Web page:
Last week I blogged about maxing out the database size on your browser with IndexedDB, but I didn't test with IE. This morning I did, and unfortunately, it looks like IE does the same bad thing it does with LocalStorage (see my post for details).

I discovered that IE11 would silently fail on adding LocalStorage data when the storage limit was reached. Even worse, you could set, and read data that wasn't actually stored. I slightly modified my code from the previous post to make it a bit more verbose. Here is the new version - I'll point out what's new below.

<!doctype html>
<meta name="viewport" content="user-scalable=no, initial-scale=1, maximum-scale=1, minimum-scale=1, width=device-width, height=device-height" />


var db;
var dbname = "bighonkingtest2";
var storename = "crap_new";

imgurl = "baby.jpg";

function urlTo64(u, cb) {
  var xhr = new XMLHttpRequest();'GET', imgurl, true);
  xhr.responseType = 'blob';

  xhr.onload = function(e) {
    if (this.status == 200) {
      // get binary data as a response
      var blob = this.response;
      var reader = new FileReader();
      reader.onloadend = function() {
        base64data = reader.result;


function indexedDBOk() {
	return "indexedDB" in window;

document.addEventListener("DOMContentLoaded", function() {

	//No support? Go in the corner and pout.
	if(!indexedDBOk()) return;

	var openRequest =,1);

	openRequest.onupgradeneeded = function(e) {
		var thisDB =;

		console.log("running onupgradeneeded");

		if(!thisDB.objectStoreNames.contains(storename)) {
			thisDB.createObjectStore(storename, {keyPath:"id",autoIncrement:true});


	openRequest.onsuccess = function(e) {
		console.log("running onsuccess");

		db =;

		console.log("Current Object Stores");

		//Listen for add clicks
		document.querySelector("#addButton").addEventListener("click", addData, false);
		document.querySelector("#countButton").addEventListener("click", countData, false);

	openRequest.onerror = function(e) {
		//Do something for the error


function addData(e) {
	console.log("About to add data");

  urlTo64(imgurl, function(s) {
  	//Get a transaction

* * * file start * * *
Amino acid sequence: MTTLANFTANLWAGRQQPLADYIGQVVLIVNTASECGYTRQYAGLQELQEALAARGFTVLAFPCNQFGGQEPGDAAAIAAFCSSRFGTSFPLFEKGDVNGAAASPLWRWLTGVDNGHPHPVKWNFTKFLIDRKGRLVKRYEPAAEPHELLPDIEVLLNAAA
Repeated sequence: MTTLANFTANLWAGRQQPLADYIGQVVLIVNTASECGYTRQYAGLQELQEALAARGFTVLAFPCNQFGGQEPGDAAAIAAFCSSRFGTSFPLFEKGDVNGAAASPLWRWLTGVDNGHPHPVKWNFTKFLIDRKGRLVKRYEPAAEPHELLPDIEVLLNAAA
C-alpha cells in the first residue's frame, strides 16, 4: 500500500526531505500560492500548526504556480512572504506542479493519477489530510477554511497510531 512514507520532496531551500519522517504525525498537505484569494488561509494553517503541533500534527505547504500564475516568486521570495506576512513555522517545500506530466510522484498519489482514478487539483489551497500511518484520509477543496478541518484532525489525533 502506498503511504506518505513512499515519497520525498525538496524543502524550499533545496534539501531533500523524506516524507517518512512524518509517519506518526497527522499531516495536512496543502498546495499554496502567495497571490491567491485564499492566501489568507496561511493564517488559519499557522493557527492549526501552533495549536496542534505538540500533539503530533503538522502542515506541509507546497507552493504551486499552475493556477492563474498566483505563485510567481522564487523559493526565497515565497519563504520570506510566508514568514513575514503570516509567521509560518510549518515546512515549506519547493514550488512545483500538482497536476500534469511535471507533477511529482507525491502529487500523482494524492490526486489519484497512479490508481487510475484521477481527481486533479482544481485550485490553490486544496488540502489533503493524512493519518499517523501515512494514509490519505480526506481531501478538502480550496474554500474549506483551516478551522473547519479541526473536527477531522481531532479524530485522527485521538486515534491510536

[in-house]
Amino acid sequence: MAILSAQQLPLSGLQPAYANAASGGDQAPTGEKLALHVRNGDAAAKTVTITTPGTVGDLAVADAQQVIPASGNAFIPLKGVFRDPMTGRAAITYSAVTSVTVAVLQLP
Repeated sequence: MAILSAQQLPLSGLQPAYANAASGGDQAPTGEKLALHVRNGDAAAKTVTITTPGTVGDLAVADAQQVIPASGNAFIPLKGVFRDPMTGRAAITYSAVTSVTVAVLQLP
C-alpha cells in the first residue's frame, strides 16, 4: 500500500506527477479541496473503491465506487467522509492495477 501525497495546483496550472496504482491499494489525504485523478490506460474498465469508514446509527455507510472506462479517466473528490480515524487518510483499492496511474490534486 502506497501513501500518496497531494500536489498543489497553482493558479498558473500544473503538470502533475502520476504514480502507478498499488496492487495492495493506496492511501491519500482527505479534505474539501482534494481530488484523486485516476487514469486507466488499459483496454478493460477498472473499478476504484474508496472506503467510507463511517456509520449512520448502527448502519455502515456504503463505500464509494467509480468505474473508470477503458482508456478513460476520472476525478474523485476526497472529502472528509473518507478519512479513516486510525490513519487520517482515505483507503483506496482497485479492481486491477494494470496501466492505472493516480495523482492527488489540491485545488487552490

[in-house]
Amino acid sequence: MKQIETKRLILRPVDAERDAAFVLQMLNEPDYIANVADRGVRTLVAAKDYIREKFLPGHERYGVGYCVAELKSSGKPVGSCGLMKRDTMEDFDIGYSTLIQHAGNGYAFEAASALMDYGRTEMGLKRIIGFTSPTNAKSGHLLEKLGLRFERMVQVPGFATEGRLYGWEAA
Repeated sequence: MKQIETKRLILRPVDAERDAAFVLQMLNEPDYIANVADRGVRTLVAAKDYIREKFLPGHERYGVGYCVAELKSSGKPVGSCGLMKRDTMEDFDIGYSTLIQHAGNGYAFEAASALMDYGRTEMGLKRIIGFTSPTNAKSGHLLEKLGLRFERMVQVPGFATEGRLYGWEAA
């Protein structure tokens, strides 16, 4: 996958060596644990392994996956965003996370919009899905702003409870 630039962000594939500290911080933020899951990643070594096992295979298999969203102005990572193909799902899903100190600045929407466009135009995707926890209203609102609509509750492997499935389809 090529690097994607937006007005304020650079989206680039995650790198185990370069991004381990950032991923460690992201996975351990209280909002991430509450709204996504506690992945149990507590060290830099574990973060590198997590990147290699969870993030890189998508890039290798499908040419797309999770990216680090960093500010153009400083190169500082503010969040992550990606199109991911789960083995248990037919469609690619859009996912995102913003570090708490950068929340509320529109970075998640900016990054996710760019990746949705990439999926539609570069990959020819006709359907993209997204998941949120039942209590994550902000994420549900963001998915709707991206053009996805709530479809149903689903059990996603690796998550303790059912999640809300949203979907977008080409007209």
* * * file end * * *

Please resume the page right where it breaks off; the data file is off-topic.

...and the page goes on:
//default for OS list is all, default for type is read
  	var transaction = db.transaction([storename],"readwrite");

	transaction.oncomplete = function(e) {
		console.log("transaction onsucc");

	transaction.onerror = function(e) {
		console.log("transaction onerr");

	//Ask for the objectStore
  	var store = transaction.objectStore(storename);

  	//Define data
  	var data = {

  	//Perform the add
  	var request = store.add(data);

  	request.onerror = function(e) {
  		//some type of error handler

  	request.onsuccess = function(e) {
  		console.log("Woot! Did it");


function countData() {
  	var transaction = db.transaction([storename],"readonly");
  	var store = transaction.objectStore(storename);
	var req = store.count();
	req.onsuccess = function(e) {
		console.log(req.result + " items.");
	req.onerror = function(e) {
		console.log("error getting count", e);

<button id="addButton">Add Data</button>
<button id="countButton">Count Data</button>


The first change was to set both the db and objectstore name to variables so I could quickly change them. I then added error/complete handlers to the transaction that handles adding data. Finally, I added a simple "count" method.

To test, I loaded the page up and clicked like crazy. I noticed that at 31 items, the count stopped updating. Here is where things got bad. Before this limit, my transaction complete handler did run. After I hit it, the success handler stopped running, but the onerror method never ran!

I modified the objectStore name and confirmed that in a new store, I could still successfully add data (according to the event handlers) but count was stuck at 0. I had to clear my data in IE settings to get it to let me add data again.

I'll file a bug report for this as soon as I can, but I honestly don't know what to suggest. You could add a timeout call in the add functionality to check for a global variable set in your transaction success. If not set, then it didn't fire and you can assume it failed. That feels quite hackish though.

But hey - this is still better (kinda) than mobile Safari, so, yeah, there's that. ;)